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Chapter 5
Nutritional Requirements
By:_ Dr.kedir.N
February ; 2020
1
What Is Body Composition?
• The ratio of fat tissue to lean body mass (muscle,
bone, and organs)
–Usually expressed as percent body fat
–Important for measuring health risks associated
with too much body fat
3/22/2023 2
PHN lecture notes
Most Body Fat Is Stored in Adipose Tissue
• Two types of fat make up total body fat
– Essential fat
• Found in bone marrow, heart, lungs, liver, spleen,
kidneys, intestines, muscles, and central nervous system
• Women have 4 times more essential fat than men
– Stored fat
• Found in adipose tissue
• Subcutaneous fat – located under the skin
• Visceral fat – stored around the organs in the abdominal
area
3/22/2023 3
Fat distribution in the body
3/22/2023 4
PHN lecture notes
Most Body Fat Is Stored in Adipose Tissue
 In negative energy balance, fatty acids are
released from adipose cells
◦ Used as fuel and cells shrink
 In positive energy balance, fat accumulates and
adipose cells expand
 Brown adipose tissue (BAT) is another type of
fat tissue made up of specialized fat cells
◦ Contain more mitochondria and rich in blood
◦ Function is to generate heat
◦ Found primarily in infants
3/22/2023 5
Body Fat Distribution Affects Health
 Storing excess fat around the waist versus the hips and
thighs increases risk of heart disease, diabetes, and
hypertension
 Central obesity (android obesity) ====apple shaped
obesity - from storing too much visceral fat in the
abdomen
 Gynoid obesity =Pear shaped obesity-from excess fat
around the thighs and buttocks
 Visceral fat releases fatty acids which travel to the liver
causing insulin resistance, increased LDL, decreased
HDL, and increased cholesterol
3/22/2023 6
3/22/2023 7
9
Nutritional requirements
• An adequate supply of nutrients is needed to
– Maintain all the functions of the body and
– Daily activities at maximum efficiency, thus
ensuring healthy living.
• Health and nutrition are closely linked and to
ensure proper development and life quality
they must be adequate from early childhood on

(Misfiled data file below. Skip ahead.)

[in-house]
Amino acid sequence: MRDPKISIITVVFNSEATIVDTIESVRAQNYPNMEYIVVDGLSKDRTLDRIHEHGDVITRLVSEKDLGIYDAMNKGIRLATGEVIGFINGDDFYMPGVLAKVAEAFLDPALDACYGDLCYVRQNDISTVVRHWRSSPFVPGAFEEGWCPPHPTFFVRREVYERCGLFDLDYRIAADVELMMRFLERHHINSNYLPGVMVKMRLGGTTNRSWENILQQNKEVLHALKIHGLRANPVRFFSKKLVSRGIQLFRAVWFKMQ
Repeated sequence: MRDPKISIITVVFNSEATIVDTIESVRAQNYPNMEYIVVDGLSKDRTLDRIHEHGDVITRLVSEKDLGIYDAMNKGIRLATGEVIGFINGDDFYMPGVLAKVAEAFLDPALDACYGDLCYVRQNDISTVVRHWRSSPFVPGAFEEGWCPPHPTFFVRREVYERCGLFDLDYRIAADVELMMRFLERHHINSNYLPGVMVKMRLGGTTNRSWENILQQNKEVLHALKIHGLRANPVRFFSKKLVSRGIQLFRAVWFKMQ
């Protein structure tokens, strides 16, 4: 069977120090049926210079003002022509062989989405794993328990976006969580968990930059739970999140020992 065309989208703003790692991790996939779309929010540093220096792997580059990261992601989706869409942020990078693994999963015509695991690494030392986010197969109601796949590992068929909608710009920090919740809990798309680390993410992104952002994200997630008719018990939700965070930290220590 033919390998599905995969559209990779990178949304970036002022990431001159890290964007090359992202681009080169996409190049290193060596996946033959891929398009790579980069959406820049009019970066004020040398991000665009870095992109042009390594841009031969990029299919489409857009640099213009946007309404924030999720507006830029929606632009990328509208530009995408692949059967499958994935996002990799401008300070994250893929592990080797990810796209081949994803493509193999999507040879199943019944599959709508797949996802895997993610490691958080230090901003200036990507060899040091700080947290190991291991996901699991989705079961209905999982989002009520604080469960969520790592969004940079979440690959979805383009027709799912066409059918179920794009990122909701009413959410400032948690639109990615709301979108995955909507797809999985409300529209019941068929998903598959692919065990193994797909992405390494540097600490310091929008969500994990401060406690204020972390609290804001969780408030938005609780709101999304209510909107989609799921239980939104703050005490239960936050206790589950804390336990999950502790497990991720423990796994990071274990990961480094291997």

and most vulnerable groups are
– Infants, young children,
– Pregnant women and lactating mothers.
• Good nutrition must meet the needs of varying
ages and activities and always with individual
differences.
• Therefore, the planning of food to meet
especial needs begins with:
– Pregnant women
– Nursing mothers
– Infants
– Adolescents and
– Adults
10
The energy requirements of individuals
depend on
♦ Physical activities
♦ Body size and composition
♦ Occupation status
♦ Age may affect requirements in two main ways
– the infant needs more energy because it is growing
– During old age, the energy need is less because
aged people are engaged with activities that requires
less energy.
♦ Climate: Both very cold and very hot climate restrict
outdoor activities.
11
• Predictive equation for energy (calorie) needs
• Harris Benedict uses
– Age,
– Height, and
– Weight to estimate Resting energy expenditure (REE), the
minimum amount of energy needed by the body at rest in
fasting state
• The REE is increased in patent suffering from burns,
fever, infections, fractures, trauma e.t.c
• Lowered in malnutrition
12
Estimation of Nutrient Needs
Harris Benedict equation
• In men:
– REE (kcal/day) = 66.5 + (13.8 X W) + (5.0 X H) –
(6.8 X A)
• In women:
– REE (kcal/day) = 55.1 + (9.6 X W) + (1.8 X H) –
(4.7 X A)
• Where W = weight in kilograms, H = height in
centimeters and A = age in years.
13
• REE is multiplied by
–An activity factor and
– Injury factor
• To predict total daily energy expenditure
–Confined to bed = 1.0-1.2
–Out of bed = 1.3
–Very light = 1.3
–Light = 1.5 -1.6